[Milton-L] Milton, sin and treason

Alice Crawford Berghof aberghof at uci.edu
Fri Jun 27 19:44:31 EDT 2008


A quick question: would anyone like to discuss, on or off-list, the 
ways in which Milton departs from Augustine's definition of sin?  In my 
view, the list's recent debate over treason casts Milton in a decidedly 
Augustinian light.  Judith Anderson's paraphrase regarding privation, 
below, is quintessential Augustine.  Augustine's notion of evil as the 
turn away from God, heavily influenced by such articulations in the 
Proverbs, is here in the below posting as well - in the notion of 
deviation.  Given that the turn has to be deliberate, Carol Barton's 
interpretation would come into play here.  A final thought: as a coda 
to the discussion of treason, I am thinking more broadly of Milton's 
influence on early modern English legal theory in terms of the 
punishable implications of the deliberate intention to transgress, 
something that has contemporary relevance.
Alice

On Jun 27, 2008, at 3:58 PM, Judith H. Anderson wrote:

> Please forgive my being out of immediate sequence, but I have 
> hesitated to inject the following, for your consideration, into the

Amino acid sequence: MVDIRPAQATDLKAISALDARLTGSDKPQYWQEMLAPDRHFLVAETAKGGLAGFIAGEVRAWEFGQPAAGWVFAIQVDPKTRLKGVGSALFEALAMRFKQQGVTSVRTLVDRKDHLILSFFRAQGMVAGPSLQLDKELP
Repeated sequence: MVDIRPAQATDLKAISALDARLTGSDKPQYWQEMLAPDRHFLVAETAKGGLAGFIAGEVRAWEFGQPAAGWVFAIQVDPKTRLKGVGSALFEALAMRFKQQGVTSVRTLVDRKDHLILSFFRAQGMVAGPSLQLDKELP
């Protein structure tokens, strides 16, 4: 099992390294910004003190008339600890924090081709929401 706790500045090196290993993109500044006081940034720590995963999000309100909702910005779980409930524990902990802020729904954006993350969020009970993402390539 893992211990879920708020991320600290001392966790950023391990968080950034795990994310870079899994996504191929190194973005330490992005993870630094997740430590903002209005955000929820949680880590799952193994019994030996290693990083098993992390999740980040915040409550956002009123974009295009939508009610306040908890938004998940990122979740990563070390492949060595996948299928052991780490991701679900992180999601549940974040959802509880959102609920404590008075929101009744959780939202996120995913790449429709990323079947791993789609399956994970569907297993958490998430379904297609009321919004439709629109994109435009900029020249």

> previous interesting discussion of Milton's conception of sin. I have 
> assumed that someone else would do so, but here it is:
>
> In Christian Doctrine, Milton defines evil--that is, sin--as an 
> oblique or perverse action, which can include words, thoughts, or even 
> the omission of good action. Privation is the resulting punishment of 
> evil, or sin, in Milton's view. Milton, Christian Doctrine, in 
> Complete Prose Works, VI, ed. Maurice Kelley, trans. John Carey (New 
> Haven, CT: Yale University Press, 1973), 388991, here 391 (I.xi). In 
> De Doctrina Christiana, the Latin reads, "sola eius [i.e., actionis] 
> obliquitas sive anomalia a legis norma proprie mala est": The Works of 
> John Milton, XIV-XVII, ed. James Holly Hanford and Waldo Hilary Dunn, 
> trans. Charles R. Sumner (New York: Columbia University Press, 1933), 
> XV, 198. Carey's translation (the more accurate one in this instance) 
> reads, "it is only its [the action's] misdirection or deviation from 
> the set course of law which can properly be called evil" (391).
>
> Judith
>
> _________________________
> Judith H. Anderson
> Chancellor's Professor
> Department of English
> Indiana University
> 1020 E. Kirkwood Avenue
> Bloomington, IN 47405-7103
>
>
>
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